That’s what the research showed. AA is a group of people who have a similar narrative. First there’s the narrative of the founders, and then there’s the narrative of the people who are in the group. And if you match that narrative, and you see yourself in that narrative, and that’s helpful to you, that’s fantastic, and don’t read my book. But for the vast majority of people for whom AA doesn’t work, which is between 90 and 95% of the people who try it, then we need to be aware of other options. And there are so many other options that somehow don’t make it into public consciousness and popular culture.

And I think that’s because the narrative of AA is so dramatic. You can go and really feel like you’re a hopeless drunk, you go to meetings, your narrative turns around, you’re in recovery, you’re better, therefore it works. But what about the people outside that? Do I think it’s oppressive? Obviously if you’re in it, and you like it, then it’s not oppressive to you. Science has reported that many people find it oppressive. That’s what my reporting found. So, it’s not really what I think, but these are the data points. 

But with alcoholism in general, but in AA in particular, it’s so hard to come by actual statistics that have any validity. I mean that 95% of non-efficacy, I don’t know how that’s actually possible to measure.

That’s from the Quarterly Journal of Alcohol Studies. Don McIntyre wrote that study, and then the Cochrane Review found that it was less effective than other modalities, and certainly the combined study that the government spent 30 million dollars on found it to be the least effective.

If these other programs are so effective, why aren’t they taking hold in the public consciousness? Can it really only be because of the narrative?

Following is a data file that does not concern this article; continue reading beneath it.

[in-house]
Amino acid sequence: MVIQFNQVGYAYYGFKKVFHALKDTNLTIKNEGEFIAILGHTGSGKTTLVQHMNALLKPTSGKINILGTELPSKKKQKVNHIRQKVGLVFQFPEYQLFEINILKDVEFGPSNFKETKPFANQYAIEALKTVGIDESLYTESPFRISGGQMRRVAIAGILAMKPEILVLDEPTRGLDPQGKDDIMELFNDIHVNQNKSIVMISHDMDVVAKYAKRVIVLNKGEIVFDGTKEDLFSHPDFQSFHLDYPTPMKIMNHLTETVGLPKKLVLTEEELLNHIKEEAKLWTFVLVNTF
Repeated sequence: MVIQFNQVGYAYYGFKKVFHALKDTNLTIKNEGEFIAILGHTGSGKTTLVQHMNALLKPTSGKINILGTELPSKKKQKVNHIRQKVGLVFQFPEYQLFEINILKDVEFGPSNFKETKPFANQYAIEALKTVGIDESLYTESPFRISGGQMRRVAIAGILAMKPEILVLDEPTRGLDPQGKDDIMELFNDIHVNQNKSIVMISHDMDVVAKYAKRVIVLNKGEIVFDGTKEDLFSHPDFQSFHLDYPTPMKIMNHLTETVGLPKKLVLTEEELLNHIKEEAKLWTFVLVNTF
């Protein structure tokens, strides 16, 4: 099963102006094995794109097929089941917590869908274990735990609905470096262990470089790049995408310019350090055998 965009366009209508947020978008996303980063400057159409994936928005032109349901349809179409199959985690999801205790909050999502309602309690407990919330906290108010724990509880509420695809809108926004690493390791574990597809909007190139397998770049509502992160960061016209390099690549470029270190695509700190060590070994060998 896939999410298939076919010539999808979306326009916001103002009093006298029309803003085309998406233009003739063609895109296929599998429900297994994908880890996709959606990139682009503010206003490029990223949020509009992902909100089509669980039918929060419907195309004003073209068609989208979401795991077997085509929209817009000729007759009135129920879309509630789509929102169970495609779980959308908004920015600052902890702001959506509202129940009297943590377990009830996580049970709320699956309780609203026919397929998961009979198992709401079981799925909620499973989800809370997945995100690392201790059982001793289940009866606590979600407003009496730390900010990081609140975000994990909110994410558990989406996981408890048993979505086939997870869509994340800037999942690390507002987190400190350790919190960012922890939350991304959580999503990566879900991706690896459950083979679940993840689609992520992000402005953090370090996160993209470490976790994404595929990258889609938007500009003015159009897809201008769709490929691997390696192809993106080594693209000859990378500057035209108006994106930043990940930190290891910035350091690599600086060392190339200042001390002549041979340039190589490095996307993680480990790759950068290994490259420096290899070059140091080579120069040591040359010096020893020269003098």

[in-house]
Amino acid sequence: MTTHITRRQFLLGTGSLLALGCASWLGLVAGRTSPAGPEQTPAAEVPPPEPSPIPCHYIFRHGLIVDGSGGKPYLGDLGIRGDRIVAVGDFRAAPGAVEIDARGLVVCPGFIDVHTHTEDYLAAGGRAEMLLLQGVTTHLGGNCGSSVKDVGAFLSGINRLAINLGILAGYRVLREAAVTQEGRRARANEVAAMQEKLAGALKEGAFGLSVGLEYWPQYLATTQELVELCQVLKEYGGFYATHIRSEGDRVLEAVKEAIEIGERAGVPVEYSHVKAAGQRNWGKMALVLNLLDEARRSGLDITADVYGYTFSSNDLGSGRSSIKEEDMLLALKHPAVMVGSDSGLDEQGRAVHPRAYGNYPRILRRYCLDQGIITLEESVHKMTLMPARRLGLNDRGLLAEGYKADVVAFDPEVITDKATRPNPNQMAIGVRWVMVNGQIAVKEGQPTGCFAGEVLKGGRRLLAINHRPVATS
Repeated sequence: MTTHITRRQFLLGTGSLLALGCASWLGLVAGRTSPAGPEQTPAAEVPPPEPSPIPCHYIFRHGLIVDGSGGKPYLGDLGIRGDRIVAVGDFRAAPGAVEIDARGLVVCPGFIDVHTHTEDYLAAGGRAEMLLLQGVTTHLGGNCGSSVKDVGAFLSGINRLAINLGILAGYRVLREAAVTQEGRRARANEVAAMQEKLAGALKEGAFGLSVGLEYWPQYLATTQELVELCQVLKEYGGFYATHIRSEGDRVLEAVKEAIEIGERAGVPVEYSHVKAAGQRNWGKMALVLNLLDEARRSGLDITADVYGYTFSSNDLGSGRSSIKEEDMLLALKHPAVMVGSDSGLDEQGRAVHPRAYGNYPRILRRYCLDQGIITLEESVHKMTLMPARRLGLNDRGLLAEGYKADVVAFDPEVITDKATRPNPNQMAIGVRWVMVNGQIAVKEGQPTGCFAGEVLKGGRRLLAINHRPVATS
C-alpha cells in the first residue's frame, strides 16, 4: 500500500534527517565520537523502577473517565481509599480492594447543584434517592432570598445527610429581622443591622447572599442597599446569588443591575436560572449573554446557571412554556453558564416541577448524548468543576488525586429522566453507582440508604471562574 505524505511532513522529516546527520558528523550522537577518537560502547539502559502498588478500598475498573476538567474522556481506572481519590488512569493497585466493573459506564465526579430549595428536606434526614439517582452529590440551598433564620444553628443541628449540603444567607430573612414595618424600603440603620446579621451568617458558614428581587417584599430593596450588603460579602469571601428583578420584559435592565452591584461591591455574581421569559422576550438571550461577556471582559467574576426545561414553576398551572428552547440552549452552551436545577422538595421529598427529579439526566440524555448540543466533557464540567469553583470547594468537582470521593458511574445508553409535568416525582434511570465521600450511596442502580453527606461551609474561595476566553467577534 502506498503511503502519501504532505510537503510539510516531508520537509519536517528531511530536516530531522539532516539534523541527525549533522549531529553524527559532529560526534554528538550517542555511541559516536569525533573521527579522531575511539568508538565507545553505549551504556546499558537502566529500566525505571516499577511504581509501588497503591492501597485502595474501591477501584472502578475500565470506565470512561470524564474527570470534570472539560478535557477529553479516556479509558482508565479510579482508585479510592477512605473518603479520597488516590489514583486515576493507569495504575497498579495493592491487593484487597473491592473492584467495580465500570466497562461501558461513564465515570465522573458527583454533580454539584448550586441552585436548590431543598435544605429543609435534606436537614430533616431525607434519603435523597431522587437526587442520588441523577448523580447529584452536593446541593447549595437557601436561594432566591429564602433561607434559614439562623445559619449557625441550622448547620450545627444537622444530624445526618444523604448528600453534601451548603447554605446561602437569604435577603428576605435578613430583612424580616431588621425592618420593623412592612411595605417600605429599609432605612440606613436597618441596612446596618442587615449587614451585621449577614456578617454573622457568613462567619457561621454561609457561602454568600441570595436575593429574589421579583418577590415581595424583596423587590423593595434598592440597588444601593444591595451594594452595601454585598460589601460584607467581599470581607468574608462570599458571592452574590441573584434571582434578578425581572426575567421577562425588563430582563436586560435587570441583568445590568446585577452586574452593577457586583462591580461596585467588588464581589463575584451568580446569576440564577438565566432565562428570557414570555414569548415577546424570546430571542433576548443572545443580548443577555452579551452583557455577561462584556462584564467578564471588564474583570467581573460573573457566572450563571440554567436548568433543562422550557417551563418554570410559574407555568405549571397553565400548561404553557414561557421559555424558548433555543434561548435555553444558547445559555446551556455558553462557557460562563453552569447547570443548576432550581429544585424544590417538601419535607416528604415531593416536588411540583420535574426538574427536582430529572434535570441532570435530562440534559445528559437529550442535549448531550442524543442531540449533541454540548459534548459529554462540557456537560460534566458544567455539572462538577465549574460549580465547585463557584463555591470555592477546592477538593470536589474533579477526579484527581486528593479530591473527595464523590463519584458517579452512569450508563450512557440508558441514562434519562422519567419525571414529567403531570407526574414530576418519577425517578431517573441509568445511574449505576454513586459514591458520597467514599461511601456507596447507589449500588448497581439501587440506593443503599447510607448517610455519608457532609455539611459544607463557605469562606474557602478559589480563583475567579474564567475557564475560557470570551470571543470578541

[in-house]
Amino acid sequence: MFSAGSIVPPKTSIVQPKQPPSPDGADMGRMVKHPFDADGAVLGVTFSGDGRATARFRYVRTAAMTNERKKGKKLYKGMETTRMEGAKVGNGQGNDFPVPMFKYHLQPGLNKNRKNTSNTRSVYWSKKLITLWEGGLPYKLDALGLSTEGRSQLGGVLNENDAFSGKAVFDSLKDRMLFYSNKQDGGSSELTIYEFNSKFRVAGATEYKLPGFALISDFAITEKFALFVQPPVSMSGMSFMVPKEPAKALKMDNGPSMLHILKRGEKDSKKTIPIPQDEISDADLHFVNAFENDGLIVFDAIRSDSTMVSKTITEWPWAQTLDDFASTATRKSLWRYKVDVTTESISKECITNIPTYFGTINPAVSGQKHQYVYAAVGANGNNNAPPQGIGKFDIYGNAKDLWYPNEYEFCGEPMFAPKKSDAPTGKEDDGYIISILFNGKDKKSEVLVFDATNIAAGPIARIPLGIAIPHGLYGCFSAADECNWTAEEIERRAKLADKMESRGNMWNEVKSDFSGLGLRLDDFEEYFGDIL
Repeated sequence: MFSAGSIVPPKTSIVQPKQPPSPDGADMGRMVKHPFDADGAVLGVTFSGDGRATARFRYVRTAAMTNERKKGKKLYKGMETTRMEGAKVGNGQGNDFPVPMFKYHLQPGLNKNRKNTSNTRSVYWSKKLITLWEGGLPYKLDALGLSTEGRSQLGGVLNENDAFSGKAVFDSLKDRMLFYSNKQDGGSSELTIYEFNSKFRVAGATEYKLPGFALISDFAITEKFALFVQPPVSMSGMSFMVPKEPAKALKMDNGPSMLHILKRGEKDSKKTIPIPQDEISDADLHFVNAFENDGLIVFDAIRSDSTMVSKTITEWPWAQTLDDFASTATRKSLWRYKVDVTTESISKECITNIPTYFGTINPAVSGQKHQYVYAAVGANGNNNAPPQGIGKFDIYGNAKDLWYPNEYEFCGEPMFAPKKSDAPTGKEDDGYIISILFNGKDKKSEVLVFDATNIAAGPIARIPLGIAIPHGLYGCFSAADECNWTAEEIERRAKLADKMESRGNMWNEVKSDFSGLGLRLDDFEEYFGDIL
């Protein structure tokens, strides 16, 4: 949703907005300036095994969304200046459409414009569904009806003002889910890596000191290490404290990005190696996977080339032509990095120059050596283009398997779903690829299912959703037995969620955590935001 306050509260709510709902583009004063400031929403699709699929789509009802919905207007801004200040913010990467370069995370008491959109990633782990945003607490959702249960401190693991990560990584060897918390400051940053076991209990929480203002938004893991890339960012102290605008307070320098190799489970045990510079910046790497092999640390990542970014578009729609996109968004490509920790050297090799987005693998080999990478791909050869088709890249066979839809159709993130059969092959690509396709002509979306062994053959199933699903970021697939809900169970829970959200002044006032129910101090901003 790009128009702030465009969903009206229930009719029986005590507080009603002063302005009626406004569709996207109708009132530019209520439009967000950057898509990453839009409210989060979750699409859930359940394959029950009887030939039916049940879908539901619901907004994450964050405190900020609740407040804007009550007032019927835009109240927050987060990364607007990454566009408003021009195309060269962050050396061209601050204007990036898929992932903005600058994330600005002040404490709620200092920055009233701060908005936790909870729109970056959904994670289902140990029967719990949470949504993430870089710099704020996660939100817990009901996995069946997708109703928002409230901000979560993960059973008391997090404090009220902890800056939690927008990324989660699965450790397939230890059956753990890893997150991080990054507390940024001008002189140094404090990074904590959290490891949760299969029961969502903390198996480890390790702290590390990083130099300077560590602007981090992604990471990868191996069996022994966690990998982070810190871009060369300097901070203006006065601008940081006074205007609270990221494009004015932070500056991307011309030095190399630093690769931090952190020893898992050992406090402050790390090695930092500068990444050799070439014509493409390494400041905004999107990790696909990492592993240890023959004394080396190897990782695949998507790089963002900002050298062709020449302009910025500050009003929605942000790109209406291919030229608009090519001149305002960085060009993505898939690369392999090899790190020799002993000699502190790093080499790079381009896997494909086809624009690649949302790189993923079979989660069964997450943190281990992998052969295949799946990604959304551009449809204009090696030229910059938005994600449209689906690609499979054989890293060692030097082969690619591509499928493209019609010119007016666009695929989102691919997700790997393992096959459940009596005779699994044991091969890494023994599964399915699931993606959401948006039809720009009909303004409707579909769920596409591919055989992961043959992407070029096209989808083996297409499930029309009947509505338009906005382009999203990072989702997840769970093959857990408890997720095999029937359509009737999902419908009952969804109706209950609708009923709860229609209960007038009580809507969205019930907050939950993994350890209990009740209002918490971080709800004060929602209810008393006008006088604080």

No, I think it’s because of the system we have in place. The overwhelming majority of the rehabs that we have in this country are 12-step based, and certainly the insurance companies reimburse for 12-step. They’re only now starting to reimburse for other modalities, and furthermore, medical students, when they are exposed to any sort of addiction treatment it’s AA or NA. So, it’s kind of a cul de sac of thinking in which they’re not exposed to these other things. A doctor I know gives talks on the use of Naltrexone [an opioid antagonist, that can block the effects of certain drugs, including alcohol]. And she said, at Columbia University, nobody had heard of it. And it’s been around for fifty years. Nobody’s making money off of that drug, it’s a generic drug, so pharmaceutical reps aren’t coming into doctors’ offices. They are coming in with the extremely expensive, difficult-to-reimburse, injectable form of Naltrexone, which of course bumps up the compliance level, but it’s $1,000 a month. What insurance company’s going to pay for that? So, all of that combines to crowd out the other options, and notice of the other options. What do you think?